Favorite Quotes

"Children are made readers on the laps of their parents."
— Emilie Buchwald

“The more you read, the more things you will know. The more that you learn, the more places you'll go.”
-- Dr. Seuss, "I Can Read With My Eyes Shut!"

Tuesday, July 6, 2010

Making a Castle Kit for Families

Thematic Kit: Castles and Knights

Age Level: Preschool-Young School Age

Materials List


  • DePaola, T. (1980). The knight and the dragon. New York: Putnam.
  • Geis, A. I. (2004). Neil's castle. New York: Viking.
  • Gravett, C. (1994). Castle. DK eyewitness books. New York: Knopf.
  • Gravett, C., & Dann, G. (2004). Knight. DK eyewitness books. New York: DK Pub.
  • Mayer, M. (2007). The bravest knight. New York: Dial Books for Young Readers.
  • Mayhew, J. (2005). The knight who took all day. New York: Chicken House.
  • Wheeler, L., & Siegel, M. (2008). Boogie knights. New York: Atheneum Books for Young Readers.
  • Wright, R. (1992). Castles: Facts, things to make, activities. Craft topics. New York: F. Watts.

Music CD

  • Ronno, Munshaw, K., Repar, S. L., McCartney, C., Millar, J., & DeVolder, B. (2001). Castles, knights & unicorns Action songs for fantasy & fun. Long Branch, NJ: Kimbo Educational.

Realia Object

  • Fischer-Price Little People Castle Play Set
    • Castle with draw bridge
    • Catapult with ball
    • Knight
    • Dragon
    • Flag

Activity Ideas for Using this Kit

  • As you read the book, The Knight and the Dragon, you can tell the story on the pages where there are no words. After you read the story, you can draw a picture of other activities the dragon and the knight might do together. Have an adult help you write a sentence about what is happening in your picture.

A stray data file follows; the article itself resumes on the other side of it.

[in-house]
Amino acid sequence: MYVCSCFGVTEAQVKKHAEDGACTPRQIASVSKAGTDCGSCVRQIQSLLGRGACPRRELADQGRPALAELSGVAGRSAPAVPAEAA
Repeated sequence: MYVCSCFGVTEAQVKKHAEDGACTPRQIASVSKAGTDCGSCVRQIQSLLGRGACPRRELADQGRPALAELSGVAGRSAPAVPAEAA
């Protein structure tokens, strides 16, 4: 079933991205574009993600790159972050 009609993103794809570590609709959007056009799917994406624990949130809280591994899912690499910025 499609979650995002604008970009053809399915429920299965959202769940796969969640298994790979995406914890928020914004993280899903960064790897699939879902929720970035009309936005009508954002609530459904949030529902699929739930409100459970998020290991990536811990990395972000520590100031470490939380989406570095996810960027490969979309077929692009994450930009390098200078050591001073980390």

• After reading, Neil's Castle, you can find items in your home to build a castle from. You can also draw a picture of the castle you want to live in.
  • As you explore the eyewitness book, Castle, be sure to look at all the details in the photographs and drawings of the castles. After looking through the book, you can find items at your home to create a castle of your own. You may use paper, empty paper towel tubes, and whatever else you can find that would make a nice castle. Ask a parent for help in finding materials.
  • As you explore the Eyewitness book, Knight, be sure to notice all the pictures of the items that knights use and the clothing that they wear. You can draw a picture of yourself dressed as a knight. You could also design your own knight's shield out of paper and art supplies.
  • After reading, The Bravest Knight, you can use a blanket to dress up like the boy in the story. You can pretend to be a knight, see what things you can rescue from the dragon.
  • After reading, The Knight who took all day, you can retell the story using the pictures in the book. You can also draw a picture of what the Princess, the Squire and the Dragon are doing after the story ends.
  • After reading, Boogie Nights, you can retell the story in your own words. You can also practice the dances that the knights were doing in the story.
  • After exploring the book, Castles: Facts, things to make, activities, you can ask your parents which craft in the book you are able to make. Try making as many of the crafts as you can. After the crafts are made, you can play with them.
  • Listen to the music CD, Castles, Knights & Unicorns. Perform the motions to the songs. When listening to the "Castle Flags" song, use a scarf or ribbon and do the motions as directed by the song.

Play with the castle play set. See if the knight and the dragon are going to fight or if they will become friends.

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